Since installing the equipment, we've eliminated lift-related injuries in that part of the plant process
Torrance, CA (PRWEB) June 9, 2009
In 2006, injuries related to lifting, pushing, pulling, holding, carrying, or throwing cost businesses $12.4 billion in direct costs, according to the 2008 Liberty Mutual Workplace Safety Index. In fact, it can cost an individual employer up to $65,000 for a single back injury. AirOlift Lifting Systems, an Akron, OH-based builder of ergonomic material handling equipment, has been working with some of the nation's largest most proactive companies to prevent operator back injury while benefiting from higher, more streamlined production, and quick ROI.
One such company is 3M, a global, diversified technology company, which produces thousands of imaginative products with the goal of making life easier and better for people around the world. Jim Joreski, a maintenance supervisor at 3M's Medina, Ohio plant, says that the goal of improving plant operator health, safety, and production was hatched a decade ago.
"At the time, lifting, handling, and packing heavy, pressure-sensitive rolls of consumer labels for shipment at the plant was very labor intensive," says Joreski. "Workers might handle a couple hundred rolls per shift, each ranging from 50 to 250 lbs., which could wear them out or expose them to potential lift injury."
The plant turned to a pneumatic assist device made by AirOlift Lifting Systems. The lift-device specialist tailored a lift with an attachment for gently handling rolls in a range of sizes without damage. The specialist stayed on-site at the plant during installation, start up, and initial training, which taught best practice use of the equipment for efficient operation and injury prevention.
After buying its first pneumatic lift assist device about a decade ago, the plant has added several more over the years.
"Since installing the equipment, we've eliminated lift-related injuries in that part of the plant process," says Joreski. "Productivity is up about 40 percent over the previous method, and there's no problem with operator fatigue or repetitive motion injury."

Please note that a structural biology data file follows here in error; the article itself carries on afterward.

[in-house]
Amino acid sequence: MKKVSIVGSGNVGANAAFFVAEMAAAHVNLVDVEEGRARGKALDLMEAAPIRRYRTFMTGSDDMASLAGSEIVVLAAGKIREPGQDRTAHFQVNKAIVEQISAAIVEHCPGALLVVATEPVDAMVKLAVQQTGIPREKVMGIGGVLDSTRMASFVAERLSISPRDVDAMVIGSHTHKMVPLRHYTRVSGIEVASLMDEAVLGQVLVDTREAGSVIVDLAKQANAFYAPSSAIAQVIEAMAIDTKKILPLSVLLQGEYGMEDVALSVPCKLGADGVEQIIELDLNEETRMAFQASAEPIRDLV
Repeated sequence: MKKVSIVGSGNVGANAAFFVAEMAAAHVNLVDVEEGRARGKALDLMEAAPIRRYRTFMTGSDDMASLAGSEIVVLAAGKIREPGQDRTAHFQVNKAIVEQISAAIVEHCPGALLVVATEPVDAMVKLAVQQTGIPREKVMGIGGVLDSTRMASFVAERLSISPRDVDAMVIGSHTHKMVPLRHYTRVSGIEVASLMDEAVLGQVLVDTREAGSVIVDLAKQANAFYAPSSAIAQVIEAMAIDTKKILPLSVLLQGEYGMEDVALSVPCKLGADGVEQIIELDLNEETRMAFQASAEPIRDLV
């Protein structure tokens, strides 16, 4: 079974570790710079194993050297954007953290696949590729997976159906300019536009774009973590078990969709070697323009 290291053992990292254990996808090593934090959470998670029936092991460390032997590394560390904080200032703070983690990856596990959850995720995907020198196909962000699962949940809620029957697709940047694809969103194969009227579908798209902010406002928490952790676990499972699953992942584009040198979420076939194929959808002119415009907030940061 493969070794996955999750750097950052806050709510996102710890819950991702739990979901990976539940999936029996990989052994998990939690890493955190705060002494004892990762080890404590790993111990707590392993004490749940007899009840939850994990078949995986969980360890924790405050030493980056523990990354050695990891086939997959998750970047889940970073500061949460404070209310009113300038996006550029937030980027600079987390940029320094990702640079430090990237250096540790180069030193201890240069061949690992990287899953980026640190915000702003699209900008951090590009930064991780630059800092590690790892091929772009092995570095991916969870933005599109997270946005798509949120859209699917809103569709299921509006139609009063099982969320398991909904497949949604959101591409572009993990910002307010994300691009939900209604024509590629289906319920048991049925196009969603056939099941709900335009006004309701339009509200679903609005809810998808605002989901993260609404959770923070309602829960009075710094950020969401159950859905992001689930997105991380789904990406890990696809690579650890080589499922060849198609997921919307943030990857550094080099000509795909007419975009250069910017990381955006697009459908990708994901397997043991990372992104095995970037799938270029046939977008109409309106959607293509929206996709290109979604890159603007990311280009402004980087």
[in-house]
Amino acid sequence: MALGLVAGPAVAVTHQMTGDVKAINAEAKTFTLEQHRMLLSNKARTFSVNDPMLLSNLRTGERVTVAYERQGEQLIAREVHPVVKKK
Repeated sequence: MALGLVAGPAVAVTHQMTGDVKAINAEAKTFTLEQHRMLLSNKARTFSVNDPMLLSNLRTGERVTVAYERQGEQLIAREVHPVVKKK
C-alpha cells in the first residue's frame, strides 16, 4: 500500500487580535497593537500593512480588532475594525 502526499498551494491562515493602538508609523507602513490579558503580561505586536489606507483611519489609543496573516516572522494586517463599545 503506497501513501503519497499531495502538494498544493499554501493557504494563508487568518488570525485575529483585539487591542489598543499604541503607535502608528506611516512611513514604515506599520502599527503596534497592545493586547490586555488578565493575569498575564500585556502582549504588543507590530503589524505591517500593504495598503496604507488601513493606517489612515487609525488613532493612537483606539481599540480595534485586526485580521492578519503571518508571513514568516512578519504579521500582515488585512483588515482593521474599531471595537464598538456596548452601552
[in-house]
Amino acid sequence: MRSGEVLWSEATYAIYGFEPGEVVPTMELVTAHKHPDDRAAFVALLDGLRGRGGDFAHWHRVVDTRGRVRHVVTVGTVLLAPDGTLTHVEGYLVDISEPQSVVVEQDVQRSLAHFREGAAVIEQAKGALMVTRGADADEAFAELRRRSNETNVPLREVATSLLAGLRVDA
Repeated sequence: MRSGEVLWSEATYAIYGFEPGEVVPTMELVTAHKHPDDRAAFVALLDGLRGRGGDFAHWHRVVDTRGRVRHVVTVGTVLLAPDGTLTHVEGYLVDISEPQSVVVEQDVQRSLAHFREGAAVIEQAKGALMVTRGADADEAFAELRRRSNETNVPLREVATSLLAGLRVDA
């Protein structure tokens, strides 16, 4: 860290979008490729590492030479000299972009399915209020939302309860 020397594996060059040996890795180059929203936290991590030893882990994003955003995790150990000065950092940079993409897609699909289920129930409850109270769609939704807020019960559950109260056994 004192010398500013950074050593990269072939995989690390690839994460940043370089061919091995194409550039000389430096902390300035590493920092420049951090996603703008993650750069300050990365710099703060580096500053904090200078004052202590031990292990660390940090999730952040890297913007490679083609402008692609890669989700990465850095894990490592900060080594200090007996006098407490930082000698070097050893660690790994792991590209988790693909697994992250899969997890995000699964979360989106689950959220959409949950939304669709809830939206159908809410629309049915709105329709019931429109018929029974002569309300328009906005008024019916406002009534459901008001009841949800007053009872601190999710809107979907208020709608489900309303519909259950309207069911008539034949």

Joreski appreciates the safety features built into the equipment. For drop protection, for instance, a series of sensors assure the load cannot be released until it's placed. If there's ever catastrophic air loss, the device slowly lowers items held to the ground, protecting operators and eliminating product damage.
Because the system is all pneumatic, operated by a single shop airline, it eliminates electric hazards such as shock from frayed wires. It also avoids running costly electrical connections in the working area.
"From higher productivity alone, a study showed payback on our AirOlift equipment in about two years, but payback could be immediate if it prevents even one back injury," says Joreski. "It has saved wear and tear on our people and boosted morale."
The original lifting device purchased for the plant keeps on working a decade later, with virtually no unscheduled downtime or maintenance, according to Joreski. "We've had no breakdowns or drop problems," he says. "It's a workhorse that helps our operators lift product as safely and productively as possible. I can't imagine operating without it."
AirOlift Lifting Systems custom manufactures product clamping, vacuum material handling equipment, ergonomically designed to meet or exceed OSHA and NIOSH mandates or recommendations. Its lifting solutions enhance safety and production in a variety of industries on items ranging from bags, boxes, parts, panels, rolls, doors and windows, to clean-room/wash-down applications.
For more info, call 800-605-8612; Fax 610-824-8063; visit http://www.airolift.com; or write to AirOlift Lifting Systems at P.O. Box 26126, Akron, OH 44319.